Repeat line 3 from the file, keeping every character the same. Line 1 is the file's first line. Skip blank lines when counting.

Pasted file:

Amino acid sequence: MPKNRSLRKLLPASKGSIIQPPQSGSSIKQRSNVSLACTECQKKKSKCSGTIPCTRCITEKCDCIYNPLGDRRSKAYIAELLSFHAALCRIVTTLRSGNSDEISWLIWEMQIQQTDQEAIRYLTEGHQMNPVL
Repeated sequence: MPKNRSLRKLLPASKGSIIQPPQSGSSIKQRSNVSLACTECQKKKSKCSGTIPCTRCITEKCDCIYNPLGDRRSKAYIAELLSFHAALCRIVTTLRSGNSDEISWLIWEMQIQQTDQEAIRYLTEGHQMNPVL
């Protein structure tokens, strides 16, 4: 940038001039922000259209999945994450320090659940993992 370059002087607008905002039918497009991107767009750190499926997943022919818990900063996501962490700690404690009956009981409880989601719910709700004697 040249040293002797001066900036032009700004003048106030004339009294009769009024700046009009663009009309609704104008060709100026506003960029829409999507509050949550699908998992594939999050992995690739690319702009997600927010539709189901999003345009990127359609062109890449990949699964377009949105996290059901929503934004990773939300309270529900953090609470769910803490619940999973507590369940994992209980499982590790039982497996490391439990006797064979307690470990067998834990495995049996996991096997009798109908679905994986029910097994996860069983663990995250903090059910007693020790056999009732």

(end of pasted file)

């Protein structure tokens, strides 16, 4: 940038001039922000259209999945994450320090659940993992 370059002087607008905002039918497009991107767009750190499926997943022919818990900063996501962490700690404690009956009981409880989601719910709700004697 040249040293002797001066900036032009700004003048106030004339009294009769009024700046009009663009009309609704104008060709100026506003960029829409999507509050949550699908998992594939999050992995690739690319702009997600927010539709189901999003345009990127359609062109890449990949699964377009949105996290059901929503934004990773939300309270529900953090609470769910803490619940999973507590369940994992209980499982590790039982497996490391439990006797064979307690470990067998834990495995049996996991096997009798109908679905994986029910097994996860069983663990995250903090059910007693020790056999009732």